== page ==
Adults normally hesitate about talking with their children about death. They do not realize children are in contact with this subject in many ways every day. They see death in the news, in video games, in short stories and tales. Children and adolescents do not ignore this subject. Of course, when talking to children about death it is important to consider the most appropriate language to do it. Definitely, it is fundamental to talk about death with children to avoid that it becomes a subject adults do not mention the causes and consequences. The conversation with children must be simple, clear and in general terms, without going deep on details. It is important to make them know death is a natural stage in the life of human beings, all animals and plants, and that they can make any question about it.

Children have a great capacity to understand death, even though adults refuse to talk about it. The ideal is to start talking with a simple vocabulary and let the children bring examples from their own experience, what they have seen in films or read in short stories. At the age of four or five years old, children may interpret death as something we can escape from with intelligence. However, after the age of six or seven years old the children realize that death is irreversible.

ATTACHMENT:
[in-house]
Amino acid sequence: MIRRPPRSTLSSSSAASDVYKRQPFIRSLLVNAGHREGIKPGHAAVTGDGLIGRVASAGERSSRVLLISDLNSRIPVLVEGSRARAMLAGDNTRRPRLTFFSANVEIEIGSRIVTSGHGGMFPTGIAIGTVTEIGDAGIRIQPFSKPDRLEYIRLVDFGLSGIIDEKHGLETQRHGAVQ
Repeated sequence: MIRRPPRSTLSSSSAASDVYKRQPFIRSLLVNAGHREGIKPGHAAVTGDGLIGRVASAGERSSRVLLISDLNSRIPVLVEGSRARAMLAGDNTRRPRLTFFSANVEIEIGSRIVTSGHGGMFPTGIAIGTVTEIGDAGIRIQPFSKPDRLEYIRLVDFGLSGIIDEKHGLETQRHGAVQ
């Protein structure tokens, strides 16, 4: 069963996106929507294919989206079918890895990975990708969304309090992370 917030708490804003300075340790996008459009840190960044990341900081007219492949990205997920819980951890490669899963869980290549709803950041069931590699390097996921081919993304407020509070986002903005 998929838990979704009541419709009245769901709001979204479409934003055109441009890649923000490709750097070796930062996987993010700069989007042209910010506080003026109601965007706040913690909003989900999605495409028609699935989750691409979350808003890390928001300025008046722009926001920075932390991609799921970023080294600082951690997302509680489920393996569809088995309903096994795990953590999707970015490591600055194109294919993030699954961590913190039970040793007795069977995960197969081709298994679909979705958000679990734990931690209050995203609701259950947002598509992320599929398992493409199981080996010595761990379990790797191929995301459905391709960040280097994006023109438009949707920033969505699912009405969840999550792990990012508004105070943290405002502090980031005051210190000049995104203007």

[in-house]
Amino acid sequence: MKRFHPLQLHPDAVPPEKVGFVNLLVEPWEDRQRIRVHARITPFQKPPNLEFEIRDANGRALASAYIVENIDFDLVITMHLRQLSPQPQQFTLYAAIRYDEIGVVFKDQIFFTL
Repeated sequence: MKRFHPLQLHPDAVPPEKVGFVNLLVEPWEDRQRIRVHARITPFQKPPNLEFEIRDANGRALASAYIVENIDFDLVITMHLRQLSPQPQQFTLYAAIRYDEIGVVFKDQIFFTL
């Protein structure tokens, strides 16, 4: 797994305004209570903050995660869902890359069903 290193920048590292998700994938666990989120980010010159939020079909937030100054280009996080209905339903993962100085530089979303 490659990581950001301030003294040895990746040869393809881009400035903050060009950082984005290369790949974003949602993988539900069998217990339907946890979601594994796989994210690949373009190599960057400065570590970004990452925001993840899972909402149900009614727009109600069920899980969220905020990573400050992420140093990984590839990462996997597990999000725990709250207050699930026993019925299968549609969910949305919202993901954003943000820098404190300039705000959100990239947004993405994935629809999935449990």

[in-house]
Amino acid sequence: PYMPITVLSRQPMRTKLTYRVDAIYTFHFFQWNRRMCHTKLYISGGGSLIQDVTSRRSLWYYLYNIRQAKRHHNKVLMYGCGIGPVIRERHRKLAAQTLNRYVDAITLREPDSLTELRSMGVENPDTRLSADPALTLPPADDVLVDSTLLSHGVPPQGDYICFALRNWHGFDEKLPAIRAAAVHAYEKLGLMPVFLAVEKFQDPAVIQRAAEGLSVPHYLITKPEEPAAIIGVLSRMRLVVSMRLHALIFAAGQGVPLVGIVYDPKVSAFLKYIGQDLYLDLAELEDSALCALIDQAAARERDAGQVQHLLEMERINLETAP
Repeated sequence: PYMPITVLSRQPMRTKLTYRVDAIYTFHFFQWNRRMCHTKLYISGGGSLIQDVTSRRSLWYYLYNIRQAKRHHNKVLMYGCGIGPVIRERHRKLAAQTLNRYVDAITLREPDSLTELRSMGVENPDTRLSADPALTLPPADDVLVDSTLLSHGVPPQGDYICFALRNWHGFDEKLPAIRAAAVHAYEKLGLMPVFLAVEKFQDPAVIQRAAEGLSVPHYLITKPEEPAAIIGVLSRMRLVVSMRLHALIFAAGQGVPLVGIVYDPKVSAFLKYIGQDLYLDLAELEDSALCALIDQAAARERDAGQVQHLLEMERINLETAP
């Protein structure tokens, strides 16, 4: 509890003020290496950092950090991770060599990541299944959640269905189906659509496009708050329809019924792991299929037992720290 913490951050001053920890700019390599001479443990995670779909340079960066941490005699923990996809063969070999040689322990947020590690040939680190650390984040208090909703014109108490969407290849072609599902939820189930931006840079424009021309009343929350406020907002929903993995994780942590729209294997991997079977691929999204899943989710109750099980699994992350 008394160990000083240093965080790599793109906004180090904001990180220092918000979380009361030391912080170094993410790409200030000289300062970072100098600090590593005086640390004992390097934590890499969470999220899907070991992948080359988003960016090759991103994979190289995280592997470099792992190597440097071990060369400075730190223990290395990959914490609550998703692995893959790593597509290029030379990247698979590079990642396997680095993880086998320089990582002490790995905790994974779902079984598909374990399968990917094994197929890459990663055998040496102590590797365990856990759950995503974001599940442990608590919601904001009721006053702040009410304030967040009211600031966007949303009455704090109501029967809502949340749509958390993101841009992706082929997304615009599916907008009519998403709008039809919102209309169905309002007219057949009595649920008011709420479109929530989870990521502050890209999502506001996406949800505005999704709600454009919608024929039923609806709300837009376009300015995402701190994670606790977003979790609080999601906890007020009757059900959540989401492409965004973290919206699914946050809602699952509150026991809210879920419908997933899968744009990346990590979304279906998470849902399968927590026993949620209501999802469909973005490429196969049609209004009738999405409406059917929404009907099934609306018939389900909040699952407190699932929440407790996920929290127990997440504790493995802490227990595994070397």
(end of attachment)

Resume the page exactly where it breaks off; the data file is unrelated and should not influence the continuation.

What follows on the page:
In order to clear any doubt and avoid wrong interpretations it is necessary to make children understand that a dead person can not breath, eat or suffer anymore. It is also vital to give them the chance to express in their own words and make any question about death. The conversation must be open and based on confidence. The children must be able to understand that death makes the family feel sad and that it is normal to see the relatives cry. Since little kids take every word literally, it is recommended not to use phrases like: “we have lost a relative” or “our loved one has gone far away”, because the children could feel hopeful about the return of the deceased and it is not true. A simple way to explain death to children is by indicating them that the body of the person who died was not working well and doctors were not able to repair it. Children can understand it very clearly and it will help them not to keep hope concerning the relative who died or his return. Children must also know they can keep in their mind and heart the memories of the deceased with love and respect.